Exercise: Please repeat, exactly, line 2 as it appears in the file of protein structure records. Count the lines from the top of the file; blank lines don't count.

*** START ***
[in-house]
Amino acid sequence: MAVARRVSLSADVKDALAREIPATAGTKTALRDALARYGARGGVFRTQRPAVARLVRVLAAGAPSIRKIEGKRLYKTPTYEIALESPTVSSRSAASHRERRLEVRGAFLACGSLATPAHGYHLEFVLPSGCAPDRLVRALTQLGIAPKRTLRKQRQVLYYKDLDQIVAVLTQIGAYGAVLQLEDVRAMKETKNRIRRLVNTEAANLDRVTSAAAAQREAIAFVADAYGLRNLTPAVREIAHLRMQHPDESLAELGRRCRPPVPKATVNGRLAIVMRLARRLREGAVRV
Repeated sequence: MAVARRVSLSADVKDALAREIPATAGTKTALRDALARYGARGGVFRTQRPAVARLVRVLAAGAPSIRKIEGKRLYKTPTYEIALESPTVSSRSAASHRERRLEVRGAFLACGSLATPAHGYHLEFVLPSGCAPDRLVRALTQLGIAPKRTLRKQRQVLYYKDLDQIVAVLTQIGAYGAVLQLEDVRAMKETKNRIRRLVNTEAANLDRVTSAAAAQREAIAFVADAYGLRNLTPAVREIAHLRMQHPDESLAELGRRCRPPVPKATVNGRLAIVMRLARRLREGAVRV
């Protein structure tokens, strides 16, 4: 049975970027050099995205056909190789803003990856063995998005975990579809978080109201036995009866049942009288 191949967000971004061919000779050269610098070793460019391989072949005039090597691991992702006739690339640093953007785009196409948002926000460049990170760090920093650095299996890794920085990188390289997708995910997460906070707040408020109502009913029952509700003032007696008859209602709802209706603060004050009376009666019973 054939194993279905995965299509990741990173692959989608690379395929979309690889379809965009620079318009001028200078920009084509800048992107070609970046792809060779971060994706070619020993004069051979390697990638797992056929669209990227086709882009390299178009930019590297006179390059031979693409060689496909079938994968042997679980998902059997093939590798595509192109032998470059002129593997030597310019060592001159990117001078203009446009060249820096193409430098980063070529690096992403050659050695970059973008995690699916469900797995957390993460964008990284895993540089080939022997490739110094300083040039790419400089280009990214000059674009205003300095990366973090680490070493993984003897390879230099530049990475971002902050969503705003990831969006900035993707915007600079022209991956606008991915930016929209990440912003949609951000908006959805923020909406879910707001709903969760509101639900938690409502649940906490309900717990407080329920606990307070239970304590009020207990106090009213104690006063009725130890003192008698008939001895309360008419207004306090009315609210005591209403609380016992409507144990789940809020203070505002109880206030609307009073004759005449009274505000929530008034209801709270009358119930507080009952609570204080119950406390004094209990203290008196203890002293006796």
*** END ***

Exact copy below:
Amino acid sequence: MAVARRVSLSADVKDALAREIPATAGTKTALRDALARYGARGGVFRTQRPAVARLVRVLAAGAPSIRKIEGKRLYKTPTYEIALESPTVSSRSAASHRERRLEVRGAFLACGSLATPAHGYHLEFVLPSGCAPDRLVRALTQLGIAPKRTLRKQRQVLYYKDLDQIVAVLTQIGAYGAVLQLEDVRAMKETKNRIRRLVNTEAANLDRVTSAAAAQREAIAFVADAYGLRNLTPAVREIAHLRMQHPDESLAELGRRCRPPVPKATVNGRLAIVMRLARRLREGAVRV